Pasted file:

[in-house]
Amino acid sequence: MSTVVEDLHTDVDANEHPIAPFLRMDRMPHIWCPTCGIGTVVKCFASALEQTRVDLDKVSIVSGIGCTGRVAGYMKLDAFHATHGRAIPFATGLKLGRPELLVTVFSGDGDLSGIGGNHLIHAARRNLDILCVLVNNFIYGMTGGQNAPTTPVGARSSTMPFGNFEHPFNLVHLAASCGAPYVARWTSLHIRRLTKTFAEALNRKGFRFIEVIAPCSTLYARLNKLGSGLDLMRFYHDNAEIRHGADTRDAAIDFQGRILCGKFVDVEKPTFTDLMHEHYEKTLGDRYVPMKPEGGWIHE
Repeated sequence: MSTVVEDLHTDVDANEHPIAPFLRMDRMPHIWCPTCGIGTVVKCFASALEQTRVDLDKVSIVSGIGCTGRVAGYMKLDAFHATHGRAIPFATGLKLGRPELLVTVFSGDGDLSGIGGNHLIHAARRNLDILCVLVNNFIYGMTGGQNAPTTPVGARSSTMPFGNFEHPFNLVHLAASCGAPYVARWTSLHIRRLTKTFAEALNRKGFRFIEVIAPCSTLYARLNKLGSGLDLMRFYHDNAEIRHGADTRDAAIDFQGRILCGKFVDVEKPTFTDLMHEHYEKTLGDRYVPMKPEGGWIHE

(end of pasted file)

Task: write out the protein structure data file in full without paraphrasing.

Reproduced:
[in-house]
Amino acid sequence: MSTVVEDLHTDVDANEHPIAPFLRMDRMPHIWCPTCGIGTVVKCFASALEQTRVDLDKVSIVSGIGCTGRVAGYMKLDAFHATHGRAIPFATGLKLGRPELLVTVFSGDGDLSGIGGNHLIHAARRNLDILCVLVNNFIYGMTGGQNAPTTPVGARSSTMPFGNFEHPFNLVHLAASCGAPYVARWTSLHIRRLTKTFAEALNRKGFRFIEVIAPCSTLYARLNKLGSGLDLMRFYHDNAEIRHGADTRDAAIDFQGRILCGKFVDVEKPTFTDLMHEHYEKTLGDRYVPMKPEGGWIHE
Repeated sequence: MSTVVEDLHTDVDANEHPIAPFLRMDRMPHIWCPTCGIGTVVKCFASALEQTRVDLDKVSIVSGIGCTGRVAGYMKLDAFHATHGRAIPFATGLKLGRPELLVTVFSGDGDLSGIGGNHLIHAARRNLDILCVLVNNFIYGMTGGQNAPTTPVGARSSTMPFGNFEHPFNLVHLAASCGAPYVARWTSLHIRRLTKTFAEALNRKGFRFIEVIAPCSTLYARLNKLGSGLDLMRFYHDNAEIRHGADTRDAAIDFQGRILCGKFVDVEKPTFTDLMHEHYEKTLGDRYVPMKPEGGWIHE